Belgian gambling regulators have given the government a blueprint to improve the country’s gambling regulation, including limits on player deposits and stakes.
Minister of justice Vincent Van Quickenborne had asked the Belgian Gaming Commission for advice regarding amendments to the Gaming Act.
Now the commission has issued a preliminary advice note with ten measures it thinks the Belgian government should implement in an updated Gaming Act, to better protect players and deal with online gaming.
The commission’s suggestions include tougher registration and identification of players linked with reliable financial data, mandatory gambling limits for players, a strict complaints procedure that operators would have to follow, better monitoring and data analysis, and stronger controls for the commission itself.
Commission president Magali Clavie said: “The Gaming Commission believes that these ten guidelines can provide a strong first impulse to better regulation of online games of chance and stronger protection of players. This is in a modern spirit that takes into account characteristics and developments specific to online games of chance.
“Depending on the strategic choices of the government, the Gaming Commission is of course prepared to develop guidelines.”
Van Quickenborne asked the Gaming Commission to issue advice regarding the implementation of Article 43/8, Section 2 of the Gaming and Betting Act. This concerns the obligations of providers who hold or apply for a Belgian gaming licence.
Details the commission recommended include changing the current system of player identification based on a passport number, which it said was the least reliable method.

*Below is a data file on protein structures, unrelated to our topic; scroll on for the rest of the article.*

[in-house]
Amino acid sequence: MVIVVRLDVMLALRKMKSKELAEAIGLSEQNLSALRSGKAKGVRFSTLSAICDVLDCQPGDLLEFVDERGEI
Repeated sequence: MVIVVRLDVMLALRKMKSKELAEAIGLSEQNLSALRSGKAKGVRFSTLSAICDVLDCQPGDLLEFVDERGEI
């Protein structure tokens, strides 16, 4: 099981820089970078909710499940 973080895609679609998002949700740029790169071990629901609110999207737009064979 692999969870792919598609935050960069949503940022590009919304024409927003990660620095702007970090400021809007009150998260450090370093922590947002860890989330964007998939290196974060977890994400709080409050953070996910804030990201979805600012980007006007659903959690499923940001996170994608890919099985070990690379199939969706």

It suggested instead making a digital identity check with verification of an account within 30 days and a two-factor authentication mandatory.
The regulator said it wanted to prevent players from using accounts that were not in their name and to prohibit the transfer of credits to other players on a gambling website. The Gaming Commission also suggested making payment methods linked to a verified user.
Officials also proposed introducing mandatory limits on stakes, deposits and losses.
They said regulated operators should have a duty of care to monitor the gaming behaviour of players and to intervene in case of problem gambling behaviour.
On age restrictions, the commission said the age to gamble should be the same in all sectors — currently gamblers must be at least 21 years-old to play online casino games, but only 18 for sports betting. It also wants a ban on bonuses and maximum play limits for players aged under 25.
Other points included dealing with complaints within 30 days and the payment of cash to players within three business days. Players who have not gambled for a certain amount of time should have an automatic return of their funds.
The Gaming Commission proposed putting the logo “Always Play Legally” on licensed websites so players could see immediately that a provider owns a Belgian gaming licence.
In addition, the regulator wants more resources to be able to act against illegal providers or legal providers who break the rules, adding: “A regulator must be able to exercise a real controlling role. Control and enforcement go hand in hand with player protection.
“The current resources and measures are not sufficient to fulfil the core tasks of the Gaming Commission, namely control and protection of the players.”
Belgium has already introduced some recent changes to its gambling regime, including notifying the European Commission that it wants to severely restrict gambling advertising.